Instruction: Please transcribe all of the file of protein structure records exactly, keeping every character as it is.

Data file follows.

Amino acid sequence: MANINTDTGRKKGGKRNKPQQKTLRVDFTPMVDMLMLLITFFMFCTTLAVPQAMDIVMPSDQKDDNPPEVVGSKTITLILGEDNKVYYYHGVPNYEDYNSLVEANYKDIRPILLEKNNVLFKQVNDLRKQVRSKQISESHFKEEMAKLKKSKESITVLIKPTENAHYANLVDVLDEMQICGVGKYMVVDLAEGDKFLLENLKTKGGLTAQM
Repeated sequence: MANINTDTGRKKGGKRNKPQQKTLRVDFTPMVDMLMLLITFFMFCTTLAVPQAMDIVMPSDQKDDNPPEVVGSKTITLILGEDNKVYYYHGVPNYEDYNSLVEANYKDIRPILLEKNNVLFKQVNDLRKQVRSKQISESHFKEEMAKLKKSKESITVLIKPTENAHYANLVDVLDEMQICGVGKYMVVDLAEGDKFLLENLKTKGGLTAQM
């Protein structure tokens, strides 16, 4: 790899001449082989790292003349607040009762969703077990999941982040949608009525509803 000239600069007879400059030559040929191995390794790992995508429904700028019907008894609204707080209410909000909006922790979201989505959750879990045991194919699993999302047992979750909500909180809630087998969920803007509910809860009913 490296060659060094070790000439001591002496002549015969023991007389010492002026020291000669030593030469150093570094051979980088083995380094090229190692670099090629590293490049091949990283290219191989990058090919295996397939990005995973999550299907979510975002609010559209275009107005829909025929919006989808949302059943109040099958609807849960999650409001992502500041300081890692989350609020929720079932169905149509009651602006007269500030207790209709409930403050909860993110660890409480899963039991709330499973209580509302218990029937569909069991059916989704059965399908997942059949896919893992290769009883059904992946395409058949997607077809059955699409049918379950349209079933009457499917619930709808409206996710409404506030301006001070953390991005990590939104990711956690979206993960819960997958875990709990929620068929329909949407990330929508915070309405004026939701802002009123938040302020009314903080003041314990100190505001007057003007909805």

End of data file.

Amino acid sequence: MANINTDTGRKKGGKRNKPQQKTLRVDFTPMVDMLMLLITFFMFCTTLAVPQAMDIVMPSDQKDDNPPEVVGSKTITLILGEDNKVYYYHGVPNYEDYNSLVEANYKDIRPILLEKNNVLFKQVNDLRKQVRSKQISESHFKEEMAKLKKSKESITVLIKPTENAHYANLVDVLDEMQICGVGKYMVVDLAEGDKFLLENLKTKGGLTAQM
Repeated sequence: MANINTDTGRKKGGKRNKPQQKTLRVDFTPMVDMLMLLITFFMFCTTLAVPQAMDIVMPSDQKDDNPPEVVGSKTITLILGEDNKVYYYHGVPNYEDYNSLVEANYKDIRPILLEKNNVLFKQVNDLRKQVRSKQISESHFKEEMAKLKKSKESITVLIKPTENAHYANLVDVLDEMQICGVGKYMVVDLAEGDKFLLENLKTKGGLTAQM
């Protein structure tokens, strides 16, 4: 790899001449082989790292003349607040009762969703077990999941982040949608009525509803 000239600069007879400059030559040929191995390794790992995508429904700028019907008894609204707080209410909000909006922790979201989505959750879990045991194919699993999302047992979750909500909180809630087998969920803007509910809860009913 490296060659060094070790000439001591002496002549015969023991007389010492002026020291000669030593030469150093570094051979980088083995380094090229190692670099090629590293490049091949990283290219191989990058090919295996397939990005995973999550299907979510975002609010559209275009107005829909025929919006989808949302059943109040099958609807849960999650409001992502500041300081890692989350609020929720079932169905149509009651602006007269500030207790209709409930403050909860993110660890409480899963039991709330499973209580509302218990029937569909069991059916989704059965399908997942059949896919893992290769009883059904992946395409058949997607077809059955699409049918379950349209079933009457499917619930709808409206996710409404506030301006001070953390991005990590939104990711956690979206993960819960997958875990709990929620068929329909949407990330929508915070309405004026939701802002009123938040302020009314903080003041314990100190505001007057003007909805």